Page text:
Relationships among foliar chemistry, foliar polyamines, and soil chemistry in red spruce trees growing across the northeastern United States
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Plant and Soil. 191: 109-122.
Forest trees are constantly exposed to various types of natural and anthropogenic stressors. A major long-term goal of our research is to develop a set of early physiological and biochemical markers of stress in trees before the appearance of visual symptoms. Six red spruce (Picea rubens Sarg.) stands from the northeastern United States were selected for collection of soil and foliage samples. All of the chosen sites had soil solution pH values below 4.0 in the Oa horizon but varied in their geochemistry. Some of these sites were apparently under some form of environmental stress as indicated by a large number of dead and dying red spruce trees. Samples of soil and needles (from apparently healthy red spruce trees) were collected from these sites four times during a two-year period. The needles were analyzed for perchloric acid-soluble polyamines and exchangeable inorganic ions. Soil and soil solution samples from the Oa and B horizons were analyzed for their exchange chemistry.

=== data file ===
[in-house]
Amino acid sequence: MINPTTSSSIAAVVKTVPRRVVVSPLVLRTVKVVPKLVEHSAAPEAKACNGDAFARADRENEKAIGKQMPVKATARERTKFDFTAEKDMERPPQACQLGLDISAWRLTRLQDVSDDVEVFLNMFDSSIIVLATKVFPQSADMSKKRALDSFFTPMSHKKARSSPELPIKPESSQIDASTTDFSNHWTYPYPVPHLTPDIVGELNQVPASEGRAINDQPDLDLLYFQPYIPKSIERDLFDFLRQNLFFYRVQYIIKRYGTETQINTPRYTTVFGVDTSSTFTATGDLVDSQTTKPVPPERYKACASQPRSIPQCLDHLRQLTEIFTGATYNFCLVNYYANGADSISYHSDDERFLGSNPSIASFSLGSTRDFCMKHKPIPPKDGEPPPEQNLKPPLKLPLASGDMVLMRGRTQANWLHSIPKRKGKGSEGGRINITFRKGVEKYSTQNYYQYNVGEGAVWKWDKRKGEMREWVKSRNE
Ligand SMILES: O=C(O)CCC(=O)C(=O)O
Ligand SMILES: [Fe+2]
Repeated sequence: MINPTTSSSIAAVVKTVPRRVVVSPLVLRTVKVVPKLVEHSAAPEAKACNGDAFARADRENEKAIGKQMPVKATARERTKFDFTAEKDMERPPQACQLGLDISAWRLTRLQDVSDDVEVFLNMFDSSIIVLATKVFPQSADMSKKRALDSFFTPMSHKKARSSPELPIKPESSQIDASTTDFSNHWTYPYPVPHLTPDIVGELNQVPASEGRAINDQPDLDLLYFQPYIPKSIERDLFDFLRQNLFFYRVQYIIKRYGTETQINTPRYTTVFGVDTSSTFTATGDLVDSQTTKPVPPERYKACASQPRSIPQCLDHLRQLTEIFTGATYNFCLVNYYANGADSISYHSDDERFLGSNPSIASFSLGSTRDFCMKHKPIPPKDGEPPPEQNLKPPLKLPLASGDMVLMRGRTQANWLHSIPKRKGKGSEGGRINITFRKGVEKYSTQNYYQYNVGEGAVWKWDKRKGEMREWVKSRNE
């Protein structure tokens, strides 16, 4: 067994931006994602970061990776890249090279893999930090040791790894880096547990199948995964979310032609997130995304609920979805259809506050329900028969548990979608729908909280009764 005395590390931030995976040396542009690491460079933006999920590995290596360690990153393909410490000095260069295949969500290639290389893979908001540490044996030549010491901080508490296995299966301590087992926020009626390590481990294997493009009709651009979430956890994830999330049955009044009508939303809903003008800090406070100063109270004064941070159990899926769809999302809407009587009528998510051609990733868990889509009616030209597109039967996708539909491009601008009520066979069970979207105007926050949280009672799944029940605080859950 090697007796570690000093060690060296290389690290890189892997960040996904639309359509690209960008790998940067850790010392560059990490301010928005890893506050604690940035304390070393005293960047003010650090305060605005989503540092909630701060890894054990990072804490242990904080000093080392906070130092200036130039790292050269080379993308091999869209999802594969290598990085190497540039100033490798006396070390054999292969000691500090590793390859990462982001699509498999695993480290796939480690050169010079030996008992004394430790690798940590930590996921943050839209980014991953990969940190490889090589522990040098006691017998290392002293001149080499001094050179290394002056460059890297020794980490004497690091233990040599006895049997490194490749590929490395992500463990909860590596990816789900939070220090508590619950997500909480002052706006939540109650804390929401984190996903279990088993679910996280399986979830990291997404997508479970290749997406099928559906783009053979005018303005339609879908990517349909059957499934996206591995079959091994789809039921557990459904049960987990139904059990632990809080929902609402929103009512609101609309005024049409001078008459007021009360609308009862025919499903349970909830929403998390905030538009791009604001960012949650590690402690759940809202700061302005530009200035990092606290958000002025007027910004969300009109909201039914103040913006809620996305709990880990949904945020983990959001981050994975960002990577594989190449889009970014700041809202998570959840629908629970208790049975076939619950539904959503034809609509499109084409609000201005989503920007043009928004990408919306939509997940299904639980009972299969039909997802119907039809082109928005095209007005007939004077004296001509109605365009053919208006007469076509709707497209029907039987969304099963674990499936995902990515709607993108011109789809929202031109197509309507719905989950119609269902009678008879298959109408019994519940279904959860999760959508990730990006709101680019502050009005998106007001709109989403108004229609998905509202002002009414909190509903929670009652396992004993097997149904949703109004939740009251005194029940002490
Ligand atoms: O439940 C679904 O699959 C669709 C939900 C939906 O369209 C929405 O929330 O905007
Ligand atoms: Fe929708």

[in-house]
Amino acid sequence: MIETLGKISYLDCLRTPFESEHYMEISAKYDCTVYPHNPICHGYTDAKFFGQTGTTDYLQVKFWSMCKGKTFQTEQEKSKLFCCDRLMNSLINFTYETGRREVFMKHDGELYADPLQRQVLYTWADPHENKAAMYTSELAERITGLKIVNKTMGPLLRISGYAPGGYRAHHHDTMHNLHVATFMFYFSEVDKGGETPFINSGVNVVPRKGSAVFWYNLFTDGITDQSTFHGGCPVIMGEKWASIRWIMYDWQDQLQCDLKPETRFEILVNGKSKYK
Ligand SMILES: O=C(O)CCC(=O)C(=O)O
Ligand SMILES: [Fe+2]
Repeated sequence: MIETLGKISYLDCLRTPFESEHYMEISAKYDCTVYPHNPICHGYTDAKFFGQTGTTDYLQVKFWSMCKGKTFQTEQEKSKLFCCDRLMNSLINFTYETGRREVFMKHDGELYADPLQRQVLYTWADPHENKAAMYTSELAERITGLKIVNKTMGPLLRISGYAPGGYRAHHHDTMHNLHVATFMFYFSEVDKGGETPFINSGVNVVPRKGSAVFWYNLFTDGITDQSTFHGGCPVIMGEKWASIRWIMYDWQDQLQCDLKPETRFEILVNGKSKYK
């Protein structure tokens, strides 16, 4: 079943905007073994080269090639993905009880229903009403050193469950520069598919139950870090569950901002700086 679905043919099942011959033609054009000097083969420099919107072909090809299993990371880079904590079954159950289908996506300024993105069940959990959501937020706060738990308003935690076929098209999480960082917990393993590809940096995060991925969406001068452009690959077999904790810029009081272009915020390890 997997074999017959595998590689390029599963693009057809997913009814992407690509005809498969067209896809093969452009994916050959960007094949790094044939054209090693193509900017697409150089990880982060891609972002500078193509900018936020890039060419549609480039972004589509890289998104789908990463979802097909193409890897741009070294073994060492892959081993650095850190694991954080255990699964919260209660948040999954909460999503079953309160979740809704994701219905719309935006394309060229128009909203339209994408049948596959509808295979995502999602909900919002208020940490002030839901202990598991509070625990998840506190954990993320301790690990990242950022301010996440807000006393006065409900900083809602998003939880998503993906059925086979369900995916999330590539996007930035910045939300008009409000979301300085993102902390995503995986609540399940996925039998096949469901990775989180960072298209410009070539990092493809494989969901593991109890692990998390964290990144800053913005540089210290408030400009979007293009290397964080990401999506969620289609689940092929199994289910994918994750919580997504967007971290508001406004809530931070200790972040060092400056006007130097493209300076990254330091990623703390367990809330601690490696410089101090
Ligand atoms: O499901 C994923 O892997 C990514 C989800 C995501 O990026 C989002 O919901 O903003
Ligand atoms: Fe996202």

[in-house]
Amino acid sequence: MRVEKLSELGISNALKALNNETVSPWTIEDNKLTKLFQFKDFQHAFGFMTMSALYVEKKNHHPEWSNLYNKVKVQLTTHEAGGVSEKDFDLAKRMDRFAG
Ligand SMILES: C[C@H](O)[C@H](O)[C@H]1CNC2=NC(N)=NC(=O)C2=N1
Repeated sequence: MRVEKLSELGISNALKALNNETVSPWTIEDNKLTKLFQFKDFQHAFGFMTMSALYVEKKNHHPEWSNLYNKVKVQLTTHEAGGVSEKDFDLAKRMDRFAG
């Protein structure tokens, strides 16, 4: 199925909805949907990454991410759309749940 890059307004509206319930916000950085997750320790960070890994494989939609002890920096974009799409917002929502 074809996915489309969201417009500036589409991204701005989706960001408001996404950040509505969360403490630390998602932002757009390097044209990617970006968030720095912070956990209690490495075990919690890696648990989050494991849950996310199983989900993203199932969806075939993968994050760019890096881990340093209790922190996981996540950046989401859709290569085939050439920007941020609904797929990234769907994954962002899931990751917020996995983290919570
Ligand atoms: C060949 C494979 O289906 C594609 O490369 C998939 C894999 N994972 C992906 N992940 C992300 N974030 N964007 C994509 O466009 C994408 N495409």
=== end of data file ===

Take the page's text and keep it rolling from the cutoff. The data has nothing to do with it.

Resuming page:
Minocha, Rakesh; Shortle, Walter C.; Lawrence, Gregory B.; David, Mark B.; Minocha, Subhash C. 1997. Relationships among foliar chemistry, foliar polyamines, and soil chemistry in red spruce trees growing across the northeastern United States. Plant and Soil. 191: 109-122.